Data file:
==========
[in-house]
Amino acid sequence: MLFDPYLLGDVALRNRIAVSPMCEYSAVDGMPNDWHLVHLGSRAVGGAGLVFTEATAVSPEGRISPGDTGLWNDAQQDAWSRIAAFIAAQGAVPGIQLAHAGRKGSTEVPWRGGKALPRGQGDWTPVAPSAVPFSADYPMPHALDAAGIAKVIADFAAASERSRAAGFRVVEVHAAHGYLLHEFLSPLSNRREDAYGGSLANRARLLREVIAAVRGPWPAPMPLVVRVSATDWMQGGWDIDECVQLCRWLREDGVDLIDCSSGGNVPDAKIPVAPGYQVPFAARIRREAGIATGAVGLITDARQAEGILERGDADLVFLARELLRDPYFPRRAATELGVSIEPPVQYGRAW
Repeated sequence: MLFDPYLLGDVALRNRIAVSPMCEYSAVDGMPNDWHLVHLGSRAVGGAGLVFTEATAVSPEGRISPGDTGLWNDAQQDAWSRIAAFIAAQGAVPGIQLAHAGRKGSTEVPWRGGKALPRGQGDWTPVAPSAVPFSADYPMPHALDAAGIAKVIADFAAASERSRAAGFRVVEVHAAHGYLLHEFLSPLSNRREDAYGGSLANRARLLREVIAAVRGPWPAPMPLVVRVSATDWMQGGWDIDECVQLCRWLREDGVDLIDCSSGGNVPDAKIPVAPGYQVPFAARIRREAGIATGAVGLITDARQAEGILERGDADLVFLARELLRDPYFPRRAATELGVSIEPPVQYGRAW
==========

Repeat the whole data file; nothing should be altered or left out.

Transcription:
[in-house]
Amino acid sequence: MLFDPYLLGDVALRNRIAVSPMCEYSAVDGMPNDWHLVHLGSRAVGGAGLVFTEATAVSPEGRISPGDTGLWNDAQQDAWSRIAAFIAAQGAVPGIQLAHAGRKGSTEVPWRGGKALPRGQGDWTPVAPSAVPFSADYPMPHALDAAGIAKVIADFAAASERSRAAGFRVVEVHAAHGYLLHEFLSPLSNRREDAYGGSLANRARLLREVIAAVRGPWPAPMPLVVRVSATDWMQGGWDIDECVQLCRWLREDGVDLIDCSSGGNVPDAKIPVAPGYQVPFAARIRREAGIATGAVGLITDARQAEGILERGDADLVFLARELLRDPYFPRRAATELGVSIEPPVQYGRAW
Repeated sequence: MLFDPYLLGDVALRNRIAVSPMCEYSAVDGMPNDWHLVHLGSRAVGGAGLVFTEATAVSPEGRISPGDTGLWNDAQQDAWSRIAAFIAAQGAVPGIQLAHAGRKGSTEVPWRGGKALPRGQGDWTPVAPSAVPFSADYPMPHALDAAGIAKVIADFAAASERSRAAGFRVVEVHAAHGYLLHEFLSPLSNRREDAYGGSLANRARLLREVIAAVRGPWPAPMPLVVRVSATDWMQGGWDIDECVQLCRWLREDGVDLIDCSSGGNVPDAKIPVAPGYQVPFAARIRREAGIATGAVGLITDARQAEGILERGDADLVFLARELLRDPYFPRRAATELGVSIEPPVQYGRAW